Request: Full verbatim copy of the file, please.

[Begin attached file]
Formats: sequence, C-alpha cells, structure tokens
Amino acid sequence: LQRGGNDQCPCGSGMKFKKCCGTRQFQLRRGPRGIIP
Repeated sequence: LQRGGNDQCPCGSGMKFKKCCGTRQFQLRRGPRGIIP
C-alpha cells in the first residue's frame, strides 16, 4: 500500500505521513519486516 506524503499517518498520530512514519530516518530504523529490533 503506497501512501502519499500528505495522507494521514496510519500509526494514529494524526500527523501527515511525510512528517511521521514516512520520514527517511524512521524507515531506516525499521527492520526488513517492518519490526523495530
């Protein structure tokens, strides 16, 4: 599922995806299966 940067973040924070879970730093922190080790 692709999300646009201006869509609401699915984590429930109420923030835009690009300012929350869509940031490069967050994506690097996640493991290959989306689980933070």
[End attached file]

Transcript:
Formats: sequence, C-alpha cells, structure tokens
Amino acid sequence: LQRGGNDQCPCGSGMKFKKCCGTRQFQLRRGPRGIIP
Repeated sequence: LQRGGNDQCPCGSGMKFKKCCGTRQFQLRRGPRGIIP
C-alpha cells in the first residue's frame, strides 16, 4: 500500500505521513519486516 506524503499517518498520530512514519530516518530504523529490533 503506497501512501502519499500528505495522507494521514496510519500509526494514529494524526500527523501527515511525510512528517511521521514516512520520514527517511524512521524507515531506516525499521527492520526488513517492518519490526523495530
């Protein structure tokens, strides 16, 4: 599922995806299966 940067973040924070879970730093922190080790 692709999300646009201006869509609401699915984590429930109420923030835009690009300012929350869509940031490069967050994506690097996640493991290959989306689980933070």